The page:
The Marco Island Cemetery is usually a pretty quiet place. But the resting place for many of the island’s pioneer families has recently been under the microscope as less than ideal grounds conditions were observed and brought to the attention of its caretakers, the City of Marco Island and social media outlets.
Kim Houghton became acutely aware of deteriorating conditions at the cemetery when she noticed a mark on her mother Judy Houghton.
"I noticed a mark on her and asked what happened,” Kim Houghton said. "She said she fell at the cemetery.”
Houghton then started looking a little more closely at the cemetery that is the resting place for her father and brother.
"It was starting to get like threadbare where the grass was dying and sand was showing through. I thought, ’This doesn’t look like it’s being taken care of.' Then we had the rains and the weeds came. So, I started thinking, 'What’s wrong here? Who handles this?' When your mom falls out here, and there are headstones all around, I’m like, ‘Wait a minute, I need to say something.’ I wasn’t getting good answers. After a few months and nothing happened, I said, ‘Well, I’m going to do something.’
Houghton said calls made two to three months ago went unanswered. When she talked to someone, she didn’t like what she heard.
"I was told that they didn’t have a groundskeeper anymore,” Houghton said, "that they didn’t have a landscaping company and they didn’t have a sprinkler system that worked. I did get a hold of Pastor Thomas McCulley, who is the pastor of the church. He said they were having a board meeting if I wanted to submit something. So, I sent a memo about the things we were concerned about. This has been going on for two to three weeks.”
Houghton ramped up her efforts to get attention for the cemetery. She was impressed with the city’s response.
"I kept trying to reach out to see who was in charge,” she said. "Then I started sending some emails out. Then I put it on Next Door. As I started trying to find out who the owner was, it led me to reach out to code enforcement. The city did say they were going to bump it up to the city manager (Mike McNees). I heard back from him. He said he’s going to bump this up to the head of code enforcement, the police chief, Tracy Frazzano. She got back to me right away. I think I sent the emails on Wednesday and by Friday the landscape company was here and all kinds of things were happening. The chief said they came and gave them a warning that they had a week to get things in shape. The city got on it. I don’t think anybody’s really said much about it in the past. They took action. This cemetery is a big part of the island. They do a lot of things here. There’s a lot of history here. It seems like it has a bit of history right here on Marco."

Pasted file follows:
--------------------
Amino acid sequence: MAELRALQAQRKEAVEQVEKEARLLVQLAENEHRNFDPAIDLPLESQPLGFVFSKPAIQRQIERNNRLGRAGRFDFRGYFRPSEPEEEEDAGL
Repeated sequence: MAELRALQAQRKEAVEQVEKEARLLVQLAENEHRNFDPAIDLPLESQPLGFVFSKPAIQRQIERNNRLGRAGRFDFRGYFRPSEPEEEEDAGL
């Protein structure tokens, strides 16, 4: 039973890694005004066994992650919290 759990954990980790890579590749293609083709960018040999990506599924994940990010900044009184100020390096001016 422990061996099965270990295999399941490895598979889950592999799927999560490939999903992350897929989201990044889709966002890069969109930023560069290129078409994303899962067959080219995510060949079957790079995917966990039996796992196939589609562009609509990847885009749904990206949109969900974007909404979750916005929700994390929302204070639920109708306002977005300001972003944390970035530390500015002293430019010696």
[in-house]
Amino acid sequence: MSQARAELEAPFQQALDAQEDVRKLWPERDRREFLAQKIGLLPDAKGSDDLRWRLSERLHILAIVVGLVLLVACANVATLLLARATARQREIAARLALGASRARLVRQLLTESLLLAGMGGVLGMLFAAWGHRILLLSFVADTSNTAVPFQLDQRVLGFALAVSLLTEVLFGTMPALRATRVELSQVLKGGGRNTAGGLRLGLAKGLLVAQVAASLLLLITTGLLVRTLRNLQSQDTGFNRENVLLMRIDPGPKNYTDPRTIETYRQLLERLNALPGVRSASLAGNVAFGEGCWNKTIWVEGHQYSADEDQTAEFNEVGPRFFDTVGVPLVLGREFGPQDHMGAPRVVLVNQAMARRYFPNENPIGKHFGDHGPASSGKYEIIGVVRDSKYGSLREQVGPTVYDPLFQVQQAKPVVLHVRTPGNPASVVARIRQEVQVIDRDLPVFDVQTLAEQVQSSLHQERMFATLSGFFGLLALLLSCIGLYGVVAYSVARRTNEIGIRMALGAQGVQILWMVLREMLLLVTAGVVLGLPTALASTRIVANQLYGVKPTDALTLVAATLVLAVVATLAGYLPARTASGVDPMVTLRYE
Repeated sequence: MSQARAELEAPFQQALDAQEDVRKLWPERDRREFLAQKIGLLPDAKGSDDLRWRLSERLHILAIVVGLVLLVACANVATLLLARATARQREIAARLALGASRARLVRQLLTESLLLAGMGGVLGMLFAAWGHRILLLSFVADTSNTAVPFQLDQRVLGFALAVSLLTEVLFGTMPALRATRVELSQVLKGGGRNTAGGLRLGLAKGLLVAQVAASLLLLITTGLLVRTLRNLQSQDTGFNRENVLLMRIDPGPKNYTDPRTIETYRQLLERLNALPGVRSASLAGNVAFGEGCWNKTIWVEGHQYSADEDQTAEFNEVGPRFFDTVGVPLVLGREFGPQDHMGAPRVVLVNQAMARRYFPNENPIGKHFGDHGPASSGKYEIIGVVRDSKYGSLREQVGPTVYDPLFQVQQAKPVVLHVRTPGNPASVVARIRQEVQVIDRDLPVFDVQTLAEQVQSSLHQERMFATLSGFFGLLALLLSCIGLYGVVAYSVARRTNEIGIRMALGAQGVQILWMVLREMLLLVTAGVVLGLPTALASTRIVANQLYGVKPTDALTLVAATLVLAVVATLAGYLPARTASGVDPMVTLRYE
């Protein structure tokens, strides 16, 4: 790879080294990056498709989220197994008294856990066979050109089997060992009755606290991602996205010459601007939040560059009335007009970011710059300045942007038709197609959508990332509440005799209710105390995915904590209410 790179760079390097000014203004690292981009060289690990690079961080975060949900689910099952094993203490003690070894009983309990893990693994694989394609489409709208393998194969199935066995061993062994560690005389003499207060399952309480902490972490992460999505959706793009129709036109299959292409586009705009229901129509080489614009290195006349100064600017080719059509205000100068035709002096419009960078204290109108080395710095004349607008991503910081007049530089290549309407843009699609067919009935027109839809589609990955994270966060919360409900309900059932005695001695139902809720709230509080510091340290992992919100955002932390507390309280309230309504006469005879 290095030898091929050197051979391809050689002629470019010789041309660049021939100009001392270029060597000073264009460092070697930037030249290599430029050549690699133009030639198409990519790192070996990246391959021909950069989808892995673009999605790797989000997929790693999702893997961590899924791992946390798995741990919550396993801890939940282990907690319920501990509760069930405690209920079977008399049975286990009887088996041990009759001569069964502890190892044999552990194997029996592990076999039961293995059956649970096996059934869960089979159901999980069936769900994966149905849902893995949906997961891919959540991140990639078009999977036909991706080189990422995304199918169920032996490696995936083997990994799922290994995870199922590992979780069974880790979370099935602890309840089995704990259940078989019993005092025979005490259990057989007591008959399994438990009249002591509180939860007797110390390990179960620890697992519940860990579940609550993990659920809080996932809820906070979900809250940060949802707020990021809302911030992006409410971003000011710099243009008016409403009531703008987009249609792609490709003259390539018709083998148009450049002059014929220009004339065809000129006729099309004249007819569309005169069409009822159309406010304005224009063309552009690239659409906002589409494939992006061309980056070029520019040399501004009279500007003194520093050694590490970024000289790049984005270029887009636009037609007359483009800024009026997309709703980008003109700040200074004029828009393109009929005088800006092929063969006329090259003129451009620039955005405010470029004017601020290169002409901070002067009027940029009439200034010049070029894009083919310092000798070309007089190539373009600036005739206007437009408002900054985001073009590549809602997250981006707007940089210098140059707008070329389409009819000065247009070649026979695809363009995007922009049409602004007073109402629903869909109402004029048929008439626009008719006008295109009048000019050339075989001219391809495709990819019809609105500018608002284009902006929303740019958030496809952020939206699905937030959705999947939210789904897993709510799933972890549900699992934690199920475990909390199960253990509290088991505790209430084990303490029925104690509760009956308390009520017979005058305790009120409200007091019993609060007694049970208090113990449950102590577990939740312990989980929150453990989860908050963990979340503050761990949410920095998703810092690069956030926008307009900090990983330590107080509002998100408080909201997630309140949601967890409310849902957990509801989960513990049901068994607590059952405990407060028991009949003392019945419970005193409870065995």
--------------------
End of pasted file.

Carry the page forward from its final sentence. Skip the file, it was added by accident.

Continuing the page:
Pastor Thomas McCulley's initial reply was pastoral. He admits the cemetery is not in the condition that it should be and offered reasons.
"Holy ground is not wholly easy to maintain,” Pastor McCulley started. "Several factors have combined lately to make the vegetation of the sacred grounds of the Marco Island Cemetery far less beautiful than they should be. Anyone with a respect for the memories of lost loved ones cannot fail to be dissatisfied with bare sand in place of sod.”
“When rainy season arrived this year, it came later than I can remember and I have lived on Marco for more than half of my 67 years,” McCulley said. “The buried irrigation pipes need major servicing, as well as many of the 140-plus sprinkler heads. These two factors worked together against us, right up until the arrival of rainy season with the multi-day deluge of what became known as Tropical Storm Alex. A third problem impacted us. Eileen Ward had recently sold her landscaping company and the new owner was unfamiliar with the needs and priorities of the cemetery. No landscaping work was possible during the downpours, and the cemetery grass was not cut as quickly as anyone would like. The grass flourished until it was finally cut on June 10. Even that day there was a delay until a funeral had been completed.”